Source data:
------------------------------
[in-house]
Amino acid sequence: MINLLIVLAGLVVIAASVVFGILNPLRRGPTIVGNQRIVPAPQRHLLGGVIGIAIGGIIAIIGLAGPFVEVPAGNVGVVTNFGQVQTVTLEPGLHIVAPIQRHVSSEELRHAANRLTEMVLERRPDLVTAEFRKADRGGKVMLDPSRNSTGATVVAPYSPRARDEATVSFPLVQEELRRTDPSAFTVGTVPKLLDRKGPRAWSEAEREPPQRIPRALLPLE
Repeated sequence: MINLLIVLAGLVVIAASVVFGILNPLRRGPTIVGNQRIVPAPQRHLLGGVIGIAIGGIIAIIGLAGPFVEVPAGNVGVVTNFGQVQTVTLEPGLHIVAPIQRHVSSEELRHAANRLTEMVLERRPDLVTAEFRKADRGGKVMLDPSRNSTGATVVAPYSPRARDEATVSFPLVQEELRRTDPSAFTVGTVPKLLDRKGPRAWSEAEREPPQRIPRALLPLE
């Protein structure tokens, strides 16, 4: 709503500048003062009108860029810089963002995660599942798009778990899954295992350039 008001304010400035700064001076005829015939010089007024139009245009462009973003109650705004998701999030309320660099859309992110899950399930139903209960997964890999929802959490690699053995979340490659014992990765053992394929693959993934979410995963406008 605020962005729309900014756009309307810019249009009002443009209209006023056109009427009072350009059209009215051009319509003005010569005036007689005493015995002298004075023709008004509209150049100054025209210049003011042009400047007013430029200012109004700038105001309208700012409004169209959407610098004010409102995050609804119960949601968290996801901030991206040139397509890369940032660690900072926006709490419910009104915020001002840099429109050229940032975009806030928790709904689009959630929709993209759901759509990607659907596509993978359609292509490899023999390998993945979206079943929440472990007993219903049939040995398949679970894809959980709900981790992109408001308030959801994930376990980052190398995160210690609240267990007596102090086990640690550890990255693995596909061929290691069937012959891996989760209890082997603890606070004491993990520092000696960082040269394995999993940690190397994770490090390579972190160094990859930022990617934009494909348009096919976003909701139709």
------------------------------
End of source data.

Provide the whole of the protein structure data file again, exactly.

[in-house]
Amino acid sequence: MINLLIVLAGLVVIAASVVFGILNPLRRGPTIVGNQRIVPAPQRHLLGGVIGIAIGGIIAIIGLAGPFVEVPAGNVGVVTNFGQVQTVTLEPGLHIVAPIQRHVSSEELRHAANRLTEMVLERRPDLVTAEFRKADRGGKVMLDPSRNSTGATVVAPYSPRARDEATVSFPLVQEELRRTDPSAFTVGTVPKLLDRKGPRAWSEAEREPPQRIPRALLPLE
Repeated sequence: MINLLIVLAGLVVIAASVVFGILNPLRRGPTIVGNQRIVPAPQRHLLGGVIGIAIGGIIAIIGLAGPFVEVPAGNVGVVTNFGQVQTVTLEPGLHIVAPIQRHVSSEELRHAANRLTEMVLERRPDLVTAEFRKADRGGKVMLDPSRNSTGATVVAPYSPRARDEATVSFPLVQEELRRTDPSAFTVGTVPKLLDRKGPRAWSEAEREPPQRIPRALLPLE
């Protein structure tokens, strides 16, 4: 709503500048003062009108860029810089963002995660599942798009778990899954295992350039 008001304010400035700064001076005829015939010089007024139009245009462009973003109650705004998701999030309320660099859309992110899950399930139903209960997964890999929802959490690699053995979340490659014992990765053992394929693959993934979410995963406008 605020962005729309900014756009309307810019249009009002443009209209006023056109009427009072350009059209009215051009319509003005010569005036007689005493015995002298004075023709008004509209150049100054025209210049003011042009400047007013430029200012109004700038105001309208700012409004169209959407610098004010409102995050609804119960949601968290996801901030991206040139397509890369940032660690900072926006709490419910009104915020001002840099429109050229940032975009806030928790709904689009959630929709993209759901759509990607659907596509993978359609292509490899023999390998993945979206079943929440472990007993219903049939040995398949679970894809959980709900981790992109408001308030959801994930376990980052190398995160210690609240267990007596102090086990640690550890990255693995596909061929290691069937012959891996989760209890082997603890606070004491993990520092000696960082040269394995999993940690190397994770490090390579972190160094990859930022990617934009494909348009096919976003909701139709």